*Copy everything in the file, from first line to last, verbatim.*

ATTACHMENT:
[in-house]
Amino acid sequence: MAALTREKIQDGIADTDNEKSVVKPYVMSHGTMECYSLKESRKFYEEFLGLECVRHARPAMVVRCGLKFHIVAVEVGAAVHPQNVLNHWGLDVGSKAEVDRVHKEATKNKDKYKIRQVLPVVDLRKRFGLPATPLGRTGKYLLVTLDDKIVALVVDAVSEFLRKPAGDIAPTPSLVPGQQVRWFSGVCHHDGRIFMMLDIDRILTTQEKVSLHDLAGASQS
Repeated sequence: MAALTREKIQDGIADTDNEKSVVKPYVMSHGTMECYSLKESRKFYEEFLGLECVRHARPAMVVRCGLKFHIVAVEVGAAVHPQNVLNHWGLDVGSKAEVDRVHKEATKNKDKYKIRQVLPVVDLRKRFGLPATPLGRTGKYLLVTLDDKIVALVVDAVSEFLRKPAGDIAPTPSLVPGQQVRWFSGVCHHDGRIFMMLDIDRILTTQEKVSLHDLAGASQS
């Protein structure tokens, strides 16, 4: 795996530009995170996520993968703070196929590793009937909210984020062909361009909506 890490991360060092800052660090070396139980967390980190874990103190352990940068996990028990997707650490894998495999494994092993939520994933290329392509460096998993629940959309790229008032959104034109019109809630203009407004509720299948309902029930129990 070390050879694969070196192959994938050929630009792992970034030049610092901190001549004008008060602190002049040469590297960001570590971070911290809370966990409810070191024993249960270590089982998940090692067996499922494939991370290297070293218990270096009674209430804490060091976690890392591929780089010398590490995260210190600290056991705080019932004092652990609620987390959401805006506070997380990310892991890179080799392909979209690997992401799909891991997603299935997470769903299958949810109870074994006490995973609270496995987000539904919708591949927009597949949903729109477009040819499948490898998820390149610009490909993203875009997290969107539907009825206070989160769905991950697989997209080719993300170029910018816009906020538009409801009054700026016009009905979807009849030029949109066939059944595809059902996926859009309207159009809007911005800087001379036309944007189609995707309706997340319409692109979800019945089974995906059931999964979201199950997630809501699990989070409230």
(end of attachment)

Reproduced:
[in-house]
Amino acid sequence: MAALTREKIQDGIADTDNEKSVVKPYVMSHGTMECYSLKESRKFYEEFLGLECVRHARPAMVVRCGLKFHIVAVEVGAAVHPQNVLNHWGLDVGSKAEVDRVHKEATKNKDKYKIRQVLPVVDLRKRFGLPATPLGRTGKYLLVTLDDKIVALVVDAVSEFLRKPAGDIAPTPSLVPGQQVRWFSGVCHHDGRIFMMLDIDRILTTQEKVSLHDLAGASQS
Repeated sequence: MAALTREKIQDGIADTDNEKSVVKPYVMSHGTMECYSLKESRKFYEEFLGLECVRHARPAMVVRCGLKFHIVAVEVGAAVHPQNVLNHWGLDVGSKAEVDRVHKEATKNKDKYKIRQVLPVVDLRKRFGLPATPLGRTGKYLLVTLDDKIVALVVDAVSEFLRKPAGDIAPTPSLVPGQQVRWFSGVCHHDGRIFMMLDIDRILTTQEKVSLHDLAGASQS
């Protein structure tokens, strides 16, 4: 795996530009995170996520993968703070196929590793009937909210984020062909361009909506 890490991360060092800052660090070396139980967390980190874990103190352990940068996990028990997707650490894998495999494994092993939520994933290329392509460096998993629940959309790229008032959104034109019109809630203009407004509720299948309902029930129990 070390050879694969070196192959994938050929630009792992970034030049610092901190001549004008008060602190002049040469590297960001570590971070911290809370966990409810070191024993249960270590089982998940090692067996499922494939991370290297070293218990270096009674209430804490060091976690890392591929780089010398590490995260210190600290056991705080019932004092652990609620987390959401805006506070997380990310892991890179080799392909979209690997992401799909891991997603299935997470769903299958949810109870074994006490995973609270496995987000539904919708591949927009597949949903729109477009040819499948490898998820390149610009490909993203875009997290969107539907009825206070989160769905991950697989997209080719993300170029910018816009906020538009409801009054700026016009009905979807009849030029949109066939059944595809059902996926859009309207159009809007911005800087001379036309944007189609995707309706997340319409692109979800019945089974995906059931999964979201199950997630809501699990989070409230």